{[ promptMessage ]}

Bookmark it

{[ promptMessage ]}

2r-solvent-switch

# 2r-solvent-switch - Reactions and Separations Reduce...

This preview shows pages 1–3. Sign up to view the full content.

56 www.cepmagazine.org January 2002 CEP Reactions and Separations atch distillation is commonly applied to switch solvents in a production process. Sol- vents might be exchanged to crystallize the final product or to conduct a subsequent reac- tion. The most common procedure usually imitates what was easiest for the chemist who developed the process in the lab. First, the batch is boiled down to remove much of the original solvent. Next, the replacement solvent is charged to the batch. Then, the batch is boiled down again to remove the remainder of the original solvent. The last two steps may be repeated to minimize the amount of original solvent left in the batch. With this method, the batch ends up mainly in the replacement solvent, with some trace left of the original solvent. Some of the replacement solvent also co-distills and is lost to the distillate. The loss of replacement solvent is a raw material cost, and often a waste-disposal cost. This article describes a simple modification to mini- mize the loss of replacement solvent. Rather than charging the replacement solvent prior to the start of the final distillation, the replacement solvent should be added continuously to maintain a constant level during the batch distillation. Batch distillation basics Mathematically, batch distillation is modeled by a differential equation (Table 1). The equations in the last row of Table 1 become: y dL = L dx + x dL (1) which is solved to give the familiar Rayleigh equation: (2) For a simple one-pot distillation with no reflux, y is the equilibrium vapor concentration corresponding to the liquid concentration, x . This derivation is found in standard references (1, p. 13-96; 2, pp. 1–2; 3; 4, pp. 305–307 ) . Constant-level batch distillation A constant-level batch distillation is also modeled by a differential equation (Table 2). The derivation is simplified by doing the component balance on the orig- ln L f L i = dx y x x i x f In simple takeover distillations to switch process solvents, operating at a constant level can reduce the loss of the replacement solvent to the distillate by 50–70%. Reduce Solvent Usage in Batch Distillation B Michael J. Gentilcore, Tyco Healthcare — Mallinckrodt Table 1. Simple batch distillation differential-material balance. Total Material Component Moles In 0 0 Moles Out dV y dV Moles Accumulated dL d ( Lx ) = L dx + x dL In – Out = Accumulation 0 – dV = dL 0 – y dV = L dx + x dL Total Material Component Moles In dF x dF = 0 × dF = 0 Moles Out dV y dV Moles Accumulated dL = 0 d(Lx) = L dx + x dL = L dx In Out = Accumulation dF dV = 0 0 y dV = L dx Table 2. Constant-level batch distillation differential-material balance.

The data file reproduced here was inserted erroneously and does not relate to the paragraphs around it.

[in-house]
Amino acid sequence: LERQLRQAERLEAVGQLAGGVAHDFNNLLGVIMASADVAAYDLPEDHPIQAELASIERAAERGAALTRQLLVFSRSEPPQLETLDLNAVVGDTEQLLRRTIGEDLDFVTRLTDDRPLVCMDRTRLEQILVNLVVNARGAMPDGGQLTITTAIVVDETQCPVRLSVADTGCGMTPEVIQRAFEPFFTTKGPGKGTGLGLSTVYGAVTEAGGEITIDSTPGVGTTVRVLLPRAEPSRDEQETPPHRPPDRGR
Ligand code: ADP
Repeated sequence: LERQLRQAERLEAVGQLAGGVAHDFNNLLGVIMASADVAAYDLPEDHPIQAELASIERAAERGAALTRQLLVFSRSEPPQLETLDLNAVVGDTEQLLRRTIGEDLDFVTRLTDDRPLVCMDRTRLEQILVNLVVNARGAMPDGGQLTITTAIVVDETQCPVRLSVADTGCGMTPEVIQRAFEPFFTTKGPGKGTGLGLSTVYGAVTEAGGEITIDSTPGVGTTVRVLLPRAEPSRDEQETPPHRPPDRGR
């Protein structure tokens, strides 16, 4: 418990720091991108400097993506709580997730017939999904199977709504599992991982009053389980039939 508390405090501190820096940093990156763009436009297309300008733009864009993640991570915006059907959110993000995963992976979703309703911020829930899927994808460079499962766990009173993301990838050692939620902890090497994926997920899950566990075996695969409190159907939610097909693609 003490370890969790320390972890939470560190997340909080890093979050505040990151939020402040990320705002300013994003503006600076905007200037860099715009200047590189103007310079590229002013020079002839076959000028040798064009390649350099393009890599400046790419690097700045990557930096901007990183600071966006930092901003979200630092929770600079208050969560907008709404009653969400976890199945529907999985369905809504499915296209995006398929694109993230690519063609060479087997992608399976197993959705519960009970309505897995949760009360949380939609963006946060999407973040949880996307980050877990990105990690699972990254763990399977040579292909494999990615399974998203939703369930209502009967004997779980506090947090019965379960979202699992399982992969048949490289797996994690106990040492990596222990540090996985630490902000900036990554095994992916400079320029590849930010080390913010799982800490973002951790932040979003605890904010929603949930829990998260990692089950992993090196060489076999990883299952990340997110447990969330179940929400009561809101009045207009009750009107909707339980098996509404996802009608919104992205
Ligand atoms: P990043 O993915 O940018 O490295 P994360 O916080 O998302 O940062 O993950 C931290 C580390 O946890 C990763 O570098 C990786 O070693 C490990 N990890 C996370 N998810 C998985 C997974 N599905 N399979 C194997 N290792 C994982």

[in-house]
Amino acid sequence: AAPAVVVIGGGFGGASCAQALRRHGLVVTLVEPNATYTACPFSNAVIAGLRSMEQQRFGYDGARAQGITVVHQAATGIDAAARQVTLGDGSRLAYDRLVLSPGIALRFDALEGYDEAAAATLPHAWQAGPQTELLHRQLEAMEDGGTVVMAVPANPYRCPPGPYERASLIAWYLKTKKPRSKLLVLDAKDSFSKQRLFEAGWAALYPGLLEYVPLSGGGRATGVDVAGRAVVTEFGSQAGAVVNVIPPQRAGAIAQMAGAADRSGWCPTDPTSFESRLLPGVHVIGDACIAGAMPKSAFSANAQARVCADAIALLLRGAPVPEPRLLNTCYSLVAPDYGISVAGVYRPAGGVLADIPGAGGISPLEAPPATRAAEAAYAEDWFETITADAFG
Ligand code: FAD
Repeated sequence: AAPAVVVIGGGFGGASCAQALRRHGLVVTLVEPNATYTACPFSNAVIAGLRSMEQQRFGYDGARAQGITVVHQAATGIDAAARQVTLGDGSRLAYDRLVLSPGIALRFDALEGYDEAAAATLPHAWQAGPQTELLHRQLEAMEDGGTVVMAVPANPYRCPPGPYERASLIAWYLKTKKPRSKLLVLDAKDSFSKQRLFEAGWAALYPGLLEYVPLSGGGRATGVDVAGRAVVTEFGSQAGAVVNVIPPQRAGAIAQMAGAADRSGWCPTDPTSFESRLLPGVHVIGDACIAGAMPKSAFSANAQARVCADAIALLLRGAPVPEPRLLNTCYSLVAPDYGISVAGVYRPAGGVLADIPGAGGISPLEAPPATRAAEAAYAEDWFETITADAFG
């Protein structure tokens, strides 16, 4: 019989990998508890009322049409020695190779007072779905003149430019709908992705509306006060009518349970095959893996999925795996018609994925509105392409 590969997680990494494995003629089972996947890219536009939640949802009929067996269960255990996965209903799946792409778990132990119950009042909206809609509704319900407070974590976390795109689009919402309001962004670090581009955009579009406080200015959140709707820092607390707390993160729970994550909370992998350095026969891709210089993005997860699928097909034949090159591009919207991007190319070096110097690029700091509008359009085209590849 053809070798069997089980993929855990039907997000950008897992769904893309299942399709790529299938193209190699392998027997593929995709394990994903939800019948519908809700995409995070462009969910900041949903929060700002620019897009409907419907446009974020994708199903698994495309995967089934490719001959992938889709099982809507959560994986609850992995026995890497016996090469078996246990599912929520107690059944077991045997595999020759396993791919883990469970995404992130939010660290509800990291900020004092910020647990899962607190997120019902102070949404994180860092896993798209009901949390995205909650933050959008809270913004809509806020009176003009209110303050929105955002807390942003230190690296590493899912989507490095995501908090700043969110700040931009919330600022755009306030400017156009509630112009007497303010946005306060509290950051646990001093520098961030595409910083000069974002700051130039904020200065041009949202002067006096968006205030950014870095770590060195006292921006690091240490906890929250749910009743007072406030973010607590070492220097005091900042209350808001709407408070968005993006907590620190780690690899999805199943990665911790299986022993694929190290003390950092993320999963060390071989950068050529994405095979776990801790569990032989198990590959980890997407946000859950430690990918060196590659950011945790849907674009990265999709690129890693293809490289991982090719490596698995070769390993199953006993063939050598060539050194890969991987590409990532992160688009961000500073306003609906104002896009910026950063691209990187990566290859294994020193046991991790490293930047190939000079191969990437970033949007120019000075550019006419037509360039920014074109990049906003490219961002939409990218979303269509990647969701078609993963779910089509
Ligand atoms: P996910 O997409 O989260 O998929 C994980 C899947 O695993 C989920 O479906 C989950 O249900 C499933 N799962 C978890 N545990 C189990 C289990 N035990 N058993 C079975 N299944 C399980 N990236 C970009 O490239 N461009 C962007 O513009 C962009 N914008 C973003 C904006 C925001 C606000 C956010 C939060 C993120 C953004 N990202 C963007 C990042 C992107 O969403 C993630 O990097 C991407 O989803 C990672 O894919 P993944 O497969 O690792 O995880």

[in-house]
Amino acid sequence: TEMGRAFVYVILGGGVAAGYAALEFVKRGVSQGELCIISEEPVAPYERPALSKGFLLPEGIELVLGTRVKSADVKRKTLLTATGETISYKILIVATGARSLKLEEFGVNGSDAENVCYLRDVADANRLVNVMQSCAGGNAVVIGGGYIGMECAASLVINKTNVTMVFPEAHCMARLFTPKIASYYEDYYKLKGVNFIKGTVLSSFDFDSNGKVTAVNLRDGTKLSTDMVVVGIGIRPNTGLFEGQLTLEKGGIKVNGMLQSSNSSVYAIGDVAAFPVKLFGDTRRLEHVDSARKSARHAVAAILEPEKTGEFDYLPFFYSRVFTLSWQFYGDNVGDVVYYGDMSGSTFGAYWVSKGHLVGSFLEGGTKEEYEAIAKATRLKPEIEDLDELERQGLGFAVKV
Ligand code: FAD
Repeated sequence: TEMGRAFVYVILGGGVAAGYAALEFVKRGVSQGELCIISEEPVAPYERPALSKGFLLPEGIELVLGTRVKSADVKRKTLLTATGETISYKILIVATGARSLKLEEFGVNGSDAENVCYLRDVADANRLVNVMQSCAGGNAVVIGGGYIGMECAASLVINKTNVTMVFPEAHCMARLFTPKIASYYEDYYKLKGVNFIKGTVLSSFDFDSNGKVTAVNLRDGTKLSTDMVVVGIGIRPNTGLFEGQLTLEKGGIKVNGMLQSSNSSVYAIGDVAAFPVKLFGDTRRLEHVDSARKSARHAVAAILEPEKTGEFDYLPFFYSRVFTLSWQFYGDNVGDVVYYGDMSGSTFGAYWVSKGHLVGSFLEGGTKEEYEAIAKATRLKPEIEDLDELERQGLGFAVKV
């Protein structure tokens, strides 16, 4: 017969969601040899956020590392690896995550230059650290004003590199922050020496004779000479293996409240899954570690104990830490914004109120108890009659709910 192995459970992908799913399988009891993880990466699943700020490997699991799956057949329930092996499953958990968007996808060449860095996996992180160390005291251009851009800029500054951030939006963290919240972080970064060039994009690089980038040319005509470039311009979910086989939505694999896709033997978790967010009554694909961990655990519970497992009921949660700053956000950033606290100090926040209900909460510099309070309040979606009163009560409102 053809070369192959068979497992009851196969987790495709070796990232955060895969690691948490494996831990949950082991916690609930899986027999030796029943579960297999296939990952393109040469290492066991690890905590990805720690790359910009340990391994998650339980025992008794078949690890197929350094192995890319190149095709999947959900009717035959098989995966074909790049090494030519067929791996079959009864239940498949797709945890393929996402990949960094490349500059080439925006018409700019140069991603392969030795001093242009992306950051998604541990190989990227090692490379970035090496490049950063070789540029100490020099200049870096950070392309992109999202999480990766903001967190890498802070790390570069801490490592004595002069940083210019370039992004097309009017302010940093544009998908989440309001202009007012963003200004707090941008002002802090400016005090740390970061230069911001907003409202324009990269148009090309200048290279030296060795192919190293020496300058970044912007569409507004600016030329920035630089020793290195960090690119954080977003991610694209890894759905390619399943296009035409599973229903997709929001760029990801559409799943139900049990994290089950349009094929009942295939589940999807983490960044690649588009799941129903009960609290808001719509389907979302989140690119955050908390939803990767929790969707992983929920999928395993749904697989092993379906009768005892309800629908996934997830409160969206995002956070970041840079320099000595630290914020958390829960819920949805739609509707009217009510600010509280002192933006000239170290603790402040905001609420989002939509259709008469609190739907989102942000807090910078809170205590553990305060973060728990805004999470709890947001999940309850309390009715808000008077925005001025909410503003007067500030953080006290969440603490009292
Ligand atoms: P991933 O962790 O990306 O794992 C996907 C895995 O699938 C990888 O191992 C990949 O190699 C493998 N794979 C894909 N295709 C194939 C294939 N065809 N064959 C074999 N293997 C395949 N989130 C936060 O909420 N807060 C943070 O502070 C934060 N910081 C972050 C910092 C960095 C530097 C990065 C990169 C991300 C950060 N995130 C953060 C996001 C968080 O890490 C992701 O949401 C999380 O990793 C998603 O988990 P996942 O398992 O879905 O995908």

This preview has intentionally blurred sections. Sign up to view the full version.

View Full Document
CEP January 2002 www.cepmagazine.org 57 inal solvent, and assuming that the replacement solvent is pure. The equations in the last row of Table 2 become: y dF = L dx (3) which is solved to give the equation: (4) This equation is not found in standard references, al- though it should be. Its economic benefits will be shown later on. However, its derivation has been used to challenge
This is the end of the preview. Sign up to access the rest of the document.

{[ snackBarMessage ]}